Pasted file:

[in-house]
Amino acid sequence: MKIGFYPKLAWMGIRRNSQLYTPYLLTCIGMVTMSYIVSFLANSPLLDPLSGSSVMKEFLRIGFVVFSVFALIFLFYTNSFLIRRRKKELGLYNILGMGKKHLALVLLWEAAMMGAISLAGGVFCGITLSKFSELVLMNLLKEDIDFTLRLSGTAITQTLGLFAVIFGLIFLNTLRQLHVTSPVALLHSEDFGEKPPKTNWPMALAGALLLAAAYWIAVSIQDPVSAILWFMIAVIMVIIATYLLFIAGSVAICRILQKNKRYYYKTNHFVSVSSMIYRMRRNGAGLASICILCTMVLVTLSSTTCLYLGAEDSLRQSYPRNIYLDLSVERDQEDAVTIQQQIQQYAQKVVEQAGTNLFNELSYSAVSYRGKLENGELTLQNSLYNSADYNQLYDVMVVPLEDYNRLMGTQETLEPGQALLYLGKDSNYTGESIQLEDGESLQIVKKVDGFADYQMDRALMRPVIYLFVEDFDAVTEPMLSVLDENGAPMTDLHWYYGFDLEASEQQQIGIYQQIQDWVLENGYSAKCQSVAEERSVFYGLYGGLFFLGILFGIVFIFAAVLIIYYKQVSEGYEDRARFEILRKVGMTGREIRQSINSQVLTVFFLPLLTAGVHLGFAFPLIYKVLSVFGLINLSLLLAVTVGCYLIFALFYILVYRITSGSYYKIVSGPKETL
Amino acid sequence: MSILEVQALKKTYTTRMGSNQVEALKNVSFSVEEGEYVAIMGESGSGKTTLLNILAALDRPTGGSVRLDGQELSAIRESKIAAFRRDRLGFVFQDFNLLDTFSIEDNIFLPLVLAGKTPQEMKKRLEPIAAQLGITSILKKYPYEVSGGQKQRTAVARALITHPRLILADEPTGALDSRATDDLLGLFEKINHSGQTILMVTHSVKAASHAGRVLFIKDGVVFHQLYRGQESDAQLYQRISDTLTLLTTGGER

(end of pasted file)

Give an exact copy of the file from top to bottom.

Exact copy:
[in-house]
Amino acid sequence: MKIGFYPKLAWMGIRRNSQLYTPYLLTCIGMVTMSYIVSFLANSPLLDPLSGSSVMKEFLRIGFVVFSVFALIFLFYTNSFLIRRRKKELGLYNILGMGKKHLALVLLWEAAMMGAISLAGGVFCGITLSKFSELVLMNLLKEDIDFTLRLSGTAITQTLGLFAVIFGLIFLNTLRQLHVTSPVALLHSEDFGEKPPKTNWPMALAGALLLAAAYWIAVSIQDPVSAILWFMIAVIMVIIATYLLFIAGSVAICRILQKNKRYYYKTNHFVSVSSMIYRMRRNGAGLASICILCTMVLVTLSSTTCLYLGAEDSLRQSYPRNIYLDLSVERDQEDAVTIQQQIQQYAQKVVEQAGTNLFNELSYSAVSYRGKLENGELTLQNSLYNSADYNQLYDVMVVPLEDYNRLMGTQETLEPGQALLYLGKDSNYTGESIQLEDGESLQIVKKVDGFADYQMDRALMRPVIYLFVEDFDAVTEPMLSVLDENGAPMTDLHWYYGFDLEASEQQQIGIYQQIQDWVLENGYSAKCQSVAEERSVFYGLYGGLFFLGILFGIVFIFAAVLIIYYKQVSEGYEDRARFEILRKVGMTGREIRQSINSQVLTVFFLPLLTAGVHLGFAFPLIYKVLSVFGLINLSLLLAVTVGCYLIFALFYILVYRITSGSYYKIVSGPKETL
Amino acid sequence: MSILEVQALKKTYTTRMGSNQVEALKNVSFSVEEGEYVAIMGESGSGKTTLLNILAALDRPTGGSVRLDGQELSAIRESKIAAFRRDRLGFVFQDFNLLDTFSIEDNIFLPLVLAGKTPQEMKKRLEPIAAQLGITSILKKYPYEVSGGQKQRTAVARALITHPRLILADEPTGALDSRATDDLLGLFEKINHSGQTILMVTHSVKAASHAGRVLFIKDGVVFHQLYRGQESDAQLYQRISDTLTLLTTGGER